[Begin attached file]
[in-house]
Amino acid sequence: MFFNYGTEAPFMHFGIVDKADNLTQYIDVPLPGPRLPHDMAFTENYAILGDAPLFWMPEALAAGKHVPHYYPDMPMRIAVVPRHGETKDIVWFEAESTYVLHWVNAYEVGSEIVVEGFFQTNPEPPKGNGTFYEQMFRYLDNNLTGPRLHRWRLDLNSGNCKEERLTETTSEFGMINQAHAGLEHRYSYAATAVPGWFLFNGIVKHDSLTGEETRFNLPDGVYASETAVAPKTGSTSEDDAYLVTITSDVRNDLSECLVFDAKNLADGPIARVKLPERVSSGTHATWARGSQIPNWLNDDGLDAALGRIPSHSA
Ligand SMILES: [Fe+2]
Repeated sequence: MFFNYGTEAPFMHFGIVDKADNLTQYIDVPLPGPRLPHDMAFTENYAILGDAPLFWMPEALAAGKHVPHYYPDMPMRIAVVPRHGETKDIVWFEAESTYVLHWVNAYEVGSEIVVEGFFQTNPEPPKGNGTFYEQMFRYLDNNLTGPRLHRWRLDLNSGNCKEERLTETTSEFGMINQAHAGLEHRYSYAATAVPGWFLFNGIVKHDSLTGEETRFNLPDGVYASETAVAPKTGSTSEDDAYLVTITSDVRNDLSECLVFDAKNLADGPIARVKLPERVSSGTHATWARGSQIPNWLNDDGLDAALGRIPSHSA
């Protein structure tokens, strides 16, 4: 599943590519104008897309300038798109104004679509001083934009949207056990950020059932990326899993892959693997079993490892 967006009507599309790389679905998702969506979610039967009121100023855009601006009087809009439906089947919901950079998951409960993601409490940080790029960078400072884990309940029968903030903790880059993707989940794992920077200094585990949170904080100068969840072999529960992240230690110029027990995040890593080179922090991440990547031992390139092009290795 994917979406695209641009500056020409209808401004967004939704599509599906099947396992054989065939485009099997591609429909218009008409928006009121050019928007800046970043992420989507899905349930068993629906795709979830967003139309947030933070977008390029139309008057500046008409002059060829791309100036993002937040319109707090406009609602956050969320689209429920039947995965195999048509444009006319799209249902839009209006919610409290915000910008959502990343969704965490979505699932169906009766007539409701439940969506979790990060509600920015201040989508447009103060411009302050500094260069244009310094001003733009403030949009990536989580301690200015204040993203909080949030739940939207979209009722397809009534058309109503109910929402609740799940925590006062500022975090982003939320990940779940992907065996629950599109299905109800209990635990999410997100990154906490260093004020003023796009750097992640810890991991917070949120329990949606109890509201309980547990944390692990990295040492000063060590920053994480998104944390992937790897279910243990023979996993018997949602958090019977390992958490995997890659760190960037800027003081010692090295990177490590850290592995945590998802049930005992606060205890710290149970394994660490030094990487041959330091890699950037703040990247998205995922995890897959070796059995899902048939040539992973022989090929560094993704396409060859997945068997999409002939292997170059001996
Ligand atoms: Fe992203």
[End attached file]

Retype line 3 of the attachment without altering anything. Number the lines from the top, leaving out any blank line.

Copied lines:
Ligand SMILES: [Fe+2]